• Level 2 node heros('sheep','Dolly') is not found because it is a child of sheep, not dogs.
To search the entire global array, we need to find all of the nodes that have child nodes, and create an iterator for each set of child nodes. The isDefined() method provides the necessary information:
  • Iris.isDefined() — can be used to determine if a node has a value, a subnode, or both. It returns one of the following values:
    • 0 — the specified node does not exist
    • 1 — the node exists and has a value
    • 10 — the node is valueless but has a child node
    • 11 — the node has both a value and a child node
    The returned value can be used to determine several useful boolean values:
       let exists = (native.isDefined(root,subscripts) > 0);      // value is 1, 10, or 11
       let hasValue = (native.isDefined(root,subscripts)%10 > 0); // value is 1 or 11
       let hasChild = (native.isDefined(root,subscripts) > 9);    // value is 10 or 11
    
    
The following example consists of two methods:
  • findAllHeros() iterates over child nodes of the current node, and calls testNode() for each node. Whenever testNode() indicates that the current node has child nodes, findAllHeros() creates a new iterator for the next level of child nodes.
  • testNode() will be called for each node in the heros global array. It calls isDefined() on the current node, and returns a boolean value indicating whether the node has child nodes. It also prints node information for each node.
Method findAllHeros()
This example processes a known structure, and traverses the various levels with simple nested calls. In the less common case where a structure has an arbitrary number of levels, a recursive algorithm could be used.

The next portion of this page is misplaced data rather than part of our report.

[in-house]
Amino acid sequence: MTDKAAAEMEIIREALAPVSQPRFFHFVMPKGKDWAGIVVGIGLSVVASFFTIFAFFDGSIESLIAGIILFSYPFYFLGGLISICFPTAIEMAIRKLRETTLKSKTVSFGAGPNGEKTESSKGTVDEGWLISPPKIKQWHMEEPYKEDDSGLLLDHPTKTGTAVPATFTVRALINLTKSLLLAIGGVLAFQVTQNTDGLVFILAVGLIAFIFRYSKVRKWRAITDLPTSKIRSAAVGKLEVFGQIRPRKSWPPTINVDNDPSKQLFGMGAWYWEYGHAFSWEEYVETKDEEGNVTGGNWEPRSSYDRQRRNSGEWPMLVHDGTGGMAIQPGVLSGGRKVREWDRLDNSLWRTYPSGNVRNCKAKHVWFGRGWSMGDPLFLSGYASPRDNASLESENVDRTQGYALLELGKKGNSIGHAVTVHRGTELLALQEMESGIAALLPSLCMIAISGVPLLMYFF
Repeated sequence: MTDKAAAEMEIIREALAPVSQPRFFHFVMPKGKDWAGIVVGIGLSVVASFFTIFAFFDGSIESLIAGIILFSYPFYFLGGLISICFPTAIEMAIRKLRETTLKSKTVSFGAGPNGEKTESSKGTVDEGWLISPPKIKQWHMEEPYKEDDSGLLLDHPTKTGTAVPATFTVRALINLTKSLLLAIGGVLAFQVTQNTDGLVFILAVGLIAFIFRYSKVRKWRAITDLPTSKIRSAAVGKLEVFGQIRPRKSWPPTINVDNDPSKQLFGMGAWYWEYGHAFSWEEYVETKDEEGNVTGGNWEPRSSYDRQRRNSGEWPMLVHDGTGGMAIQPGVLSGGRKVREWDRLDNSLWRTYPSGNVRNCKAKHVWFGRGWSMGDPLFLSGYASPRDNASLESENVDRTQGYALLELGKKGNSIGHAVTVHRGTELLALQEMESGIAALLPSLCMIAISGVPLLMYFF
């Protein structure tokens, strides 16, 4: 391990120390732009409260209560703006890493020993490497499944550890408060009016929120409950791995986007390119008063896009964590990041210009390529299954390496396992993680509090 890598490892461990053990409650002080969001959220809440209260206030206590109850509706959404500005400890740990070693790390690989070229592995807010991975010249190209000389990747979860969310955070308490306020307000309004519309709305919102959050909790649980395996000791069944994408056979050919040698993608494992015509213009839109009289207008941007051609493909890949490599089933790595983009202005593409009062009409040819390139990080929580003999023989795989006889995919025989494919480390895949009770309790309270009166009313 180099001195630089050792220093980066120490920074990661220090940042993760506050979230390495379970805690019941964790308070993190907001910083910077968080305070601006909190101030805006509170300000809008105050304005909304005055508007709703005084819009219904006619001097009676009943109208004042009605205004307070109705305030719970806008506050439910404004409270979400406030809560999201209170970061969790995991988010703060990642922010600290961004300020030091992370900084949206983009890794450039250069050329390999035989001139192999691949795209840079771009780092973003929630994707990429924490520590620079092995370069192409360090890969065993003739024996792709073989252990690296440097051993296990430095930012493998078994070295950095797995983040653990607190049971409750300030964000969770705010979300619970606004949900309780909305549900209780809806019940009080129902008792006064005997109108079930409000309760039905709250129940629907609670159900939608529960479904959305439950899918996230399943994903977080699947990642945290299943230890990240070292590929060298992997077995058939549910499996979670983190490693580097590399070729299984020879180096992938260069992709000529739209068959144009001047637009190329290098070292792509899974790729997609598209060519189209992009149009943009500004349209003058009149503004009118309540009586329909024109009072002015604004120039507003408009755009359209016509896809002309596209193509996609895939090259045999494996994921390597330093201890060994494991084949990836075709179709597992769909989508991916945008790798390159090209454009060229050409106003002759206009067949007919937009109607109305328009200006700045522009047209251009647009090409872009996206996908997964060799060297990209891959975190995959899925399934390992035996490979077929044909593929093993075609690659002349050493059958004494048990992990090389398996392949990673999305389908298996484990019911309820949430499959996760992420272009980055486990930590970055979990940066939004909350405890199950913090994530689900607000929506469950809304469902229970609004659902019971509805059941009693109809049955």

function findAllHeros() {
    const root = 'heros';
    console.log('List all subnodes of root node '+root+':\n'+root)
    let iterRoot = native.iterator(root);
    let hasChild = false;

    // Iterate over children of root node heros
    for ([sub1,value] of iterRoot) {
      hasChild = testNode(value,root,sub1);

      // Iterate over children of heros(sub1)
      if (hasChild) {
        let iterOne = native.iterator(root,sub1);
        for ([sub2,value] of iterOne) {
          hasChild = testNode(value,root,sub1,sub2);

          // Iterate over children of heros(sub1,sub2)
          if (hasChild) {
            let iterTwo = native.iterator(root,sub1,sub2);
            for ([sub3,value] of iterTwo) {
              testNode(value,root,sub1,sub2,sub3); //no child nodes below level 3
            }
          } //end level 2
        }
      } //end level 1
    } // end main loop
  } // end findAllHeros()

Method testNode()
  function testNode(value, root, ...subs) {

  // Test for values and child nodes
    let state = native.isDefined(root,...subs);
    let hasValue = (state%10 > 0); // has value if state is 1 or 11
    let hasChild = (state > 9);    // has child if state is 10 or 11

  // format the node address output string
    let subList = Array.from(subs);
    let level = subList.length-1;
    let indent = '  ' + String('      ').slice(0,(level*2));
    let address = indent + root+'(' + subList.join() + ')';

  // Add node value to string and note special cases
    if (hasValue) { // ignore valueless nodes
      address += ' = ' + value;